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Monetary Shocks and Central Bank Liquidity with Credit Market Imperfections

  • Pierre-Richard Agénor
  • Koray Alper

This paper analyzes the transmission process of monetary policy in a closed-economy New Keynesian model with monopolistic banking, credit market imperfections, and a cost channel. Lending rates incorporate a risk premium, which depends on firms' net worth and cyclical output. The supply of bank loans is perfectly elastic at the prevailing bank rate and so is the provision of central bank liquidity at the official policy rate. The model is calibrated for a middle-income country. Numerical simulations show that credit market imperfections and sluggish adjustment of bank deposit rates (rather than lending rates) may impart a substantial degree of persistence in the response of output and inflation to monetary shocks.

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File URL: http://www.socialsciences.manchester.ac.uk/medialibrary/cgbcr/discussionpapers/dpcgbcr120.pdf
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Paper provided by Economics, The Univeristy of Manchester in its series Centre for Growth and Business Cycle Research Discussion Paper Series with number 120.

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Length: 62 pages
Date of creation: 2009
Date of revision:
Handle: RePEc:man:cgbcrp:120
Contact details of provider: Postal: Manchester M13 9PL
Phone: (0)161 275 4868
Fax: (0)161 275 4812
Web page: http://www.socialsciences.manchester.ac.uk/subjects/economics/our-research/centre-for-growth-and-business-cycle-research/

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  1. Chowdhury, Ibrahim & Hoffmann, Mathias & Schabert, Andreas, 2004. "Inflation dynamics and the cost channel of monetary transmission," CFR Working Papers 04-01, University of Cologne, Centre for Financial Research (CFR).
  2. Ferre De Graeve, 2008. "The external finance premium and the macroeconomy: US post-WWII evidence," Working Papers 0809, Federal Reserve Bank of Dallas.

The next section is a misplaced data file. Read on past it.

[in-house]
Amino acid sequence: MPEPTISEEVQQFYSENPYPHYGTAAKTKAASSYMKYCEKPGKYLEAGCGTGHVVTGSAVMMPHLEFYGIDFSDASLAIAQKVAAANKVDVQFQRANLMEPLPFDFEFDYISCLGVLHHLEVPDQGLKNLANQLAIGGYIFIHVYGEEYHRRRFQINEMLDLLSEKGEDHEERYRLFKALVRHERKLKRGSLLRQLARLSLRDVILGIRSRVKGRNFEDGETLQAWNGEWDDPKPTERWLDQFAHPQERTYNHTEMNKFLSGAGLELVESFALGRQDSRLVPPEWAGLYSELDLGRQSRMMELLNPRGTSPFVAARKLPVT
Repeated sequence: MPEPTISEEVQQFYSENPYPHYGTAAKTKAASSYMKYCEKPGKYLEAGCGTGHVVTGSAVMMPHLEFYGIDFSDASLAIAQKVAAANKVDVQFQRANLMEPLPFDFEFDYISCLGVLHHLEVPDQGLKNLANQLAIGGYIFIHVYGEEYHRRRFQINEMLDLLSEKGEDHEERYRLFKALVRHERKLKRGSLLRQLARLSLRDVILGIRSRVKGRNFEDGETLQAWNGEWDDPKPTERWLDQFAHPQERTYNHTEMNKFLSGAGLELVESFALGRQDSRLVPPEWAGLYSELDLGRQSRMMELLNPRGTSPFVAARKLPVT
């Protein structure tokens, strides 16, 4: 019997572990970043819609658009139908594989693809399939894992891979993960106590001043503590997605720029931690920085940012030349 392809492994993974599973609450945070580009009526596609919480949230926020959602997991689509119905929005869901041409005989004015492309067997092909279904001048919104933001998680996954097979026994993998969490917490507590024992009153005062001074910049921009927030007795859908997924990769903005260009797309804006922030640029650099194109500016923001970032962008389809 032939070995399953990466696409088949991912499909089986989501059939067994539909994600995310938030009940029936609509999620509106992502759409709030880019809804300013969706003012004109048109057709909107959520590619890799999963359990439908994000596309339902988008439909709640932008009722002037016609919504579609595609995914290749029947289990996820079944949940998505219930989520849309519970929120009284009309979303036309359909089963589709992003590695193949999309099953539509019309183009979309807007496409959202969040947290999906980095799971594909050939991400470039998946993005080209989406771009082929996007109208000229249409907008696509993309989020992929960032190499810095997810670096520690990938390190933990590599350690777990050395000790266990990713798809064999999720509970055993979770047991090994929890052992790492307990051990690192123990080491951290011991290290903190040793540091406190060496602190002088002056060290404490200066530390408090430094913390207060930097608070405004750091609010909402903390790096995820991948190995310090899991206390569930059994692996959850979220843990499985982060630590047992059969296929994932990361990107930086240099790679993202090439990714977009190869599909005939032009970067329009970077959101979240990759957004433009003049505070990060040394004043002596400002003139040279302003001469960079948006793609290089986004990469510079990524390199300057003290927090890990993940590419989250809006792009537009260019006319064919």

3. de Blas, Beatriz, 2009. "Performance of interest rate rules under credit market imperfections," Economic Modelling, Elsevier, vol. 26(3), pages 586-596, May.
  4. Camilo E Tovar, 2008. "DSGE models and central banks," BIS Working Papers 258, Bank for International Settlements.
  5. Atta-Mensah, Joseph & Dib, Ali, 2008. "Bank lending, credit shocks, and the transmission of Canadian monetary policy," International Review of Economics & Finance, Elsevier, vol. 17(1), pages 159-176.
  6. Rabanal, Pau, 2007. "Does inflation increase after a monetary policy tightening? Answers based on an estimated DSGE model," Journal of Economic Dynamics and Control, Elsevier, vol. 31(3), pages 906-937, March.
  7. Günter Coenen & Roland Straub, 2005. "Does Government Spending Crowd in Private Consumption? Theory and Empirical Evidence for the Euro Area," International Finance, Wiley Blackwell, vol. 8(3), pages 435-470, December.
  8. Tommaso Monacelli & Ester Faia, 2005. "Optimal Interest Rate Rules, Asset Prices and Credit Frictions," Computing in Economics and Finance 2005 452, Society for Computational Economics.
  9. Solange Berstein & Rodrigo Fuentes, 2005. "Concentration and Price Rigidity: Evidence for the Deposit Market in Chile," Working Papers Central Bank of Chile 311, Central Bank of Chile.
  10. Benjamin Keen & Yongsheng Wang, 2007. "What is a realistic value for price adjustment costs in New Keynesian models?," Applied Economics Letters, Taylor & Francis Journals, vol. 14(11), pages 789-793.
  11. Hülsewig, Oliver & Mayer, Eric & Wollmershäuser, Timo, 2009. "Bank behavior, incomplete interest rate pass-through, and the cost channel of monetary policy transmission," Economic Modelling, Elsevier, vol. 26(6), pages 1310-1327, November.
  12. Carvalho, Alexandre & Moura, Marcelo L., 2008. "What Can Taylor Rules Say About Monetary Policy in Latin America?," Insper Working Papers wpe_126, Insper Working Paper, Insper Instituto de Ensino e Pesquisa.
  13. Philip Liu, 2006. "A Small New Keynesian Model of the New Zealand economy," Reserve Bank of New Zealand Discussion Paper Series DP2006/03, Reserve Bank of New Zealand.
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